The Day in Weird Juxtapositions: This remix of a 1920s Italian song is insanely popular in Peru right now and I heard it just about everywhere. But its best moment came when it became my soundtrack as I shopped at the witch doctor’s market in Chiclayo. I have to say: There’s nothing quite like surveying goat hooves, unidentifiable medicinal powders and charms to ward off evil while listening to a bouncy little ditty like this.
In the meantime, y’all can find me over at Gallerina today. C-Mon will return to its regular programming next week.
To the Extreme: Artist Brent Birnbaum channels his inner Ice during his poster signing/performance at Never Can Say Goodbye. (Photos by C-M.)
As any old school New York City hoodrat can tell you, back in the days when the hair was big and the Internerdz didn’t exist, the Tower Records space on lower Broadway was a place of pilgrimage for all things music. In addition to being the spot where you could find plaid-shirted rock nerds deconstructing the various minor schools of punk, it was the only store in the city where you could also get Lowrider Magazine.
The store closed four years ago. But last Friday night, the non-profit group No Longer Empty resurrected its spirit for a night of music-related artsy goodness in a group show called Never Can Say Goodbye. The space, which has been sitting empty since Tower shut down, was filled with music-inspired art, featuring everything from a mock record shop to an in-store poster signing/performance by Ice Ice Maybe (the Vanilla Ice-esque alter-ego of artist Brent Birnbaum). There was also vodka, red wine and plenty of rock and roll hedonism — so much so that I decided to get my boob signed. Later I hurled on a cop car and trashed a hotel room. And all I gotta say is: Sharpie is a bitch to wash out.
For When You Want to Bitch-Slap Someone With a Chancla.
My partner-in-crime San Suzie and I went in to mind-meld mode to produce a music mix that pays tribute to all the Latin ladies of old. There’s heartache. There’s trash talking. There’s dancing. There’s lots and lots of wigs. Download it for free over at The World’s Best Ever.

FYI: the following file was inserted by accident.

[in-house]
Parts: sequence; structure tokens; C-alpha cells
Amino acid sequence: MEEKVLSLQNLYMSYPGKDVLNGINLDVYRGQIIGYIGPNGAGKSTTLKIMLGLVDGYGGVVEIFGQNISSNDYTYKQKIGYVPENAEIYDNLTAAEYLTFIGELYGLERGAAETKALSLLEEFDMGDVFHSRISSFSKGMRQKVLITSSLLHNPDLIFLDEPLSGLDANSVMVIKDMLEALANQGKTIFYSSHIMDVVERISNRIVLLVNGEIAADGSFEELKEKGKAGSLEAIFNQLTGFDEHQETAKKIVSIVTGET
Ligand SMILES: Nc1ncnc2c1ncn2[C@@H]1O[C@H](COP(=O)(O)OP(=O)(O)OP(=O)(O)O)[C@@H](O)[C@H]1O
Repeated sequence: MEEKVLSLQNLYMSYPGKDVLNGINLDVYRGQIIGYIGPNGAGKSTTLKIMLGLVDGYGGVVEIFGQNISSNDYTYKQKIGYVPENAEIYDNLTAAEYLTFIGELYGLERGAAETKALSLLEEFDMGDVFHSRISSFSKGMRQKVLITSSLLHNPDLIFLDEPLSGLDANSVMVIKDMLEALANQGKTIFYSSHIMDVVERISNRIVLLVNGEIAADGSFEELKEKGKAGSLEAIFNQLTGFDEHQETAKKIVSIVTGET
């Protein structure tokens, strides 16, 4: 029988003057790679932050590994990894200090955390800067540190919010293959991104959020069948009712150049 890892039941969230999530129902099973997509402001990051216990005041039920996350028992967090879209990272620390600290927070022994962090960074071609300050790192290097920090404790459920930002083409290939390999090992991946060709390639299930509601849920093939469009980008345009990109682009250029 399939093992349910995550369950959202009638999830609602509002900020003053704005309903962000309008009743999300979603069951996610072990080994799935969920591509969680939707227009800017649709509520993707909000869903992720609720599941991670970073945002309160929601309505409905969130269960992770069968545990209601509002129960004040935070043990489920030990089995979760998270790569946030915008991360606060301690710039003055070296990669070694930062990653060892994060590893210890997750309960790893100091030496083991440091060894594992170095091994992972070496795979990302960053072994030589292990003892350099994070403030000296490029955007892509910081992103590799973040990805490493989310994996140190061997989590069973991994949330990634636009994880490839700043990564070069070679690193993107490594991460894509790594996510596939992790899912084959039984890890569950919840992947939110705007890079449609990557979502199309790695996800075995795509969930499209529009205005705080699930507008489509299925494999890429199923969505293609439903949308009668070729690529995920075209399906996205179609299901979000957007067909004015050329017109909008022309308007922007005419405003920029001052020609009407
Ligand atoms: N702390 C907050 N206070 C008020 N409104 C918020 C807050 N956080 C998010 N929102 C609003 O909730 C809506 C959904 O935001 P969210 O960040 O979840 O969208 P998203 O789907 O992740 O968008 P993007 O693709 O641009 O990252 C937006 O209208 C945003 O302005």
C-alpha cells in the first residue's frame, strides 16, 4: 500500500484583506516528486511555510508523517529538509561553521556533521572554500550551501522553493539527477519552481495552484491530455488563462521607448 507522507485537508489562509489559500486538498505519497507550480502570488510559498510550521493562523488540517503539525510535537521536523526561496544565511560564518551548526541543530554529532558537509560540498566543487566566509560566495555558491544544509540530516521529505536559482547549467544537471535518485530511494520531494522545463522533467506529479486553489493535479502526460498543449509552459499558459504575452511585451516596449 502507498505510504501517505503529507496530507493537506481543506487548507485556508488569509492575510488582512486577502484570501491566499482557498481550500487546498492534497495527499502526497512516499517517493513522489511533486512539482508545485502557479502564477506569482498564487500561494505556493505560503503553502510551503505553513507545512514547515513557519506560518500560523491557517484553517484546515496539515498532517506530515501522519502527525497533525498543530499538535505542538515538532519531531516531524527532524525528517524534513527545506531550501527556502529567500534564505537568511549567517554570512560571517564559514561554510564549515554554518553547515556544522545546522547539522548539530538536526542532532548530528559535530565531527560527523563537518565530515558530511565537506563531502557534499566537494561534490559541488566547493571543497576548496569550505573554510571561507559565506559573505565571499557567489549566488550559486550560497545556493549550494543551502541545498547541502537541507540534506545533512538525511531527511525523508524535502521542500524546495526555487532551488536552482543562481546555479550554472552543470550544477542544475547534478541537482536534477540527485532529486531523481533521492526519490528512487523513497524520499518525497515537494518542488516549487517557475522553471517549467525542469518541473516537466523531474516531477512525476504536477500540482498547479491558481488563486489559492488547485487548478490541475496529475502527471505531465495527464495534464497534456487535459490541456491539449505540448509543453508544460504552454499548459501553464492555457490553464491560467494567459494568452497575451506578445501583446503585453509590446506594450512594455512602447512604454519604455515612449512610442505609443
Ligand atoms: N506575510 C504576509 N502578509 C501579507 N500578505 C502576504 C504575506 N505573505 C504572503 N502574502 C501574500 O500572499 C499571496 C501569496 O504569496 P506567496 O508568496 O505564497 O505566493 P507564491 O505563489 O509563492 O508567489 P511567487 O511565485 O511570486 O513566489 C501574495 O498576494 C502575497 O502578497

Peruvian photographer Carlos Díaz took some awesome shots of some of Peru’s best-known chicha bands at a Lima concert a couple of weeks ago. (Chicha is a type of totally pyschedelic Amazonian cumbia heavy on the gnarly surf guitar.) Check out the full set of pix here — and be sure to listen to the sound files to get the full effect. Ay, mama…
My people are so enterprising. Or they just have an incredibly morbid sense of humor. There’s already a slew of influenza-related Latin songs out there, and they are all delightfully low-brow. The above video, for example, has a reggaeton vibe, lots of amateur booty shaking and an inexplicable shot of a rapping guy dressed as Osama bin Laden. (WTF???)
Music blog Sound Taste, run by an esteemed colleague mine, has the scoopy scoop on all the latest Latin music tributes to the swine flu, including a trombone-laced Duranguense bit (video #4), an acoustic ballad set to the tune of the Cure’s Monday, I’m in Love (video #5) and a punk corrido that channels Iggy Pop, with accordions (video #6). Sublime!
If humanity is left standing after this little pandemic, I’m hoping that Time-Life will be thoughtful enough to issue these as a compilation.
A young tyke gets jiggy on Byrne’s musical architecture. (Photos by C-M.)
So David Byrne’s installation for Creative Time in NYC—a building converted into an organ—isn’t the best instrument on which to attempt to play Chopsticks. All I got was some pipe clanging and a few breathy booms, which brought back all sorts of memories of the prehistoric radiator system in a crappy Brooklyn apartment I once lived in. Even so, the installation, called Playing the Building, is damn cool. The space is gorgeous in a decayed Victorian society kinda way and the notion that you can get pipes to bang on command is, well, pretty awesome—if not terribly tuneful. The sounds have a Koyaanisqatsi feel about them, which, while interesting, don’t exactly make for easy listening. The best part of the show? I now get to tell everybody I played with David Byrne’s organ.
See a video here. The installation is up through Aug. 10.
Click on images to supersize. More after the jump.